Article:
Odd occurrences at the bird feeders this winter
Some winter friends, snowbirds, stopped to visit for the first time this winter and their delayed, late arrival had nothing to do with the pandemic.
For these were real snowbirds, dark-eyed juncoes, down from the boreal forests of Canada, not “snowbird” humans headed for warmer climes. And they were weeks behind their normal first appearance.
Dark-eyed juncoes earned their nickname, it has been said, because their dark gray tops and white bellies are reminiscent of the heavy rolling snow-clouds so familiar in winter. Most winters they show up by Thanksgiving and at least before Christmas, and they stay till winter breaks in March or early April.
But this winter had been a weird one for my Froggy Bottom bailiwick when it comes to patronage of my bird-feeding stations. I maintain eight feeders – suet, black-oil sunflower seeds, and a mix of white millet, cracked corn, and sunflower seed. It is an enjoyable winter pastime that helps me stay in touch with nature.
I used to feed Niger seed as well, but the tiny black seeds (they resemble mini-mouse turds) are expensive and scatter too readily. Most of them often end up wasted, on the ground. Goldfinches, Niger seed fans, do just fine on the oily sunflower, I have seen. But I digress.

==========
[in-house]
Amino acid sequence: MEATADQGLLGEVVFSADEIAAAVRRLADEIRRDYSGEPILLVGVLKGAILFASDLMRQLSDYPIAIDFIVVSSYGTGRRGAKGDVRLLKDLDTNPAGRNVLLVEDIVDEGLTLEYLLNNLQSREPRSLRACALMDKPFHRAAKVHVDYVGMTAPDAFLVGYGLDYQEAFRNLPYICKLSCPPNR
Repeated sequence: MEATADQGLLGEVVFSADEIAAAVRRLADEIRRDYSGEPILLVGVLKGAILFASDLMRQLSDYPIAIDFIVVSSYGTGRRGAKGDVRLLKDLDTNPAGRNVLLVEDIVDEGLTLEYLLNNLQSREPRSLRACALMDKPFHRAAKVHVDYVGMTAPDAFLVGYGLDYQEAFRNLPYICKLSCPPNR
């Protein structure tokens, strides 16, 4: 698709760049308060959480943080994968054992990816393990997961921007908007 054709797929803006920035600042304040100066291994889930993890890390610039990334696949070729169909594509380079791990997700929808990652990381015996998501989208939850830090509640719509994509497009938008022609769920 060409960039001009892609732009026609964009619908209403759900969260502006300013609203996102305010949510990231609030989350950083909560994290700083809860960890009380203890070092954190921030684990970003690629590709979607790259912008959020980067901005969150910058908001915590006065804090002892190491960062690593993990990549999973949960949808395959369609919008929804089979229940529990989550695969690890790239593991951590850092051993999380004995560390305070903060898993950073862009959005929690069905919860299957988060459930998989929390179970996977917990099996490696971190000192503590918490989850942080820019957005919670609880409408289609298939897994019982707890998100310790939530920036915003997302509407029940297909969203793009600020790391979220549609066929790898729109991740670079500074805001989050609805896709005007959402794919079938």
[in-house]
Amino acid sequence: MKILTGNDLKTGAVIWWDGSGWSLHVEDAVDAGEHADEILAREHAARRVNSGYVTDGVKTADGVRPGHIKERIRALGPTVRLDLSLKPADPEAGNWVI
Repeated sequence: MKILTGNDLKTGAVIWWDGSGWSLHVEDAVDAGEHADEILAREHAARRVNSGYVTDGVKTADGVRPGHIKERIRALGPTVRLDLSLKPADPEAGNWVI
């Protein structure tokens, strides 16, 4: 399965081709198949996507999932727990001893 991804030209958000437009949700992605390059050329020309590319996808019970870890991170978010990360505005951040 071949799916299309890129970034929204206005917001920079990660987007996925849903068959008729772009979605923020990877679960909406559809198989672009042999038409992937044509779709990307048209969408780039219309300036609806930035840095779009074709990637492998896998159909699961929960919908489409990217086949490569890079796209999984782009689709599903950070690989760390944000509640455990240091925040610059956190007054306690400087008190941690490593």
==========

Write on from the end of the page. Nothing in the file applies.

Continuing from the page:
This winter has been an “off” one for birdfeeding in my northwest Ohio latitudes. Wherever you are hunkered, things may be different. But I have made only two feed trips to the local farm-supply store, which is unusual by January’s end. Saves money, but I’ll take more, and more kinds of, birds. So, bird variety is down…and I see far fewer numbers of what does show up. As with the very late-arriving juncoes, the first house finches arrived just a couple of weeks ago, and the big flocks of goldfinches also arrived late. More mourning doves than usual seemed to have stayed around, and more house or English sparrows have pestered and ganged up at the feeders.
Woodpecker numbers also are fewer…usually I will see a handful of downy woodpeckers and several red-bellied at my suet feeders. This year, a couple here or there so far. Thank goodness for white-breasted nuthatches, cheery little upside-down feeders, which have been here in good numbers since fall. And missing in action here so far are another winter regular, black-capped chickadees. Maybe the next weather-maker will bring them in.
The juncoes, a small flock, showed up just today, Jan. 31, in the middle of the first real snowstorm we have experienced in three winters. A nice solid northeaster, though not a real old-fashioned howler. I may even have to fuel up and fire up the snowblower in the morning.
Coincidence? Maybe. But I wonder whether something is different. Climate? I may have to ponder the old Yogi Berra-ism, the future isn’t what it used to be.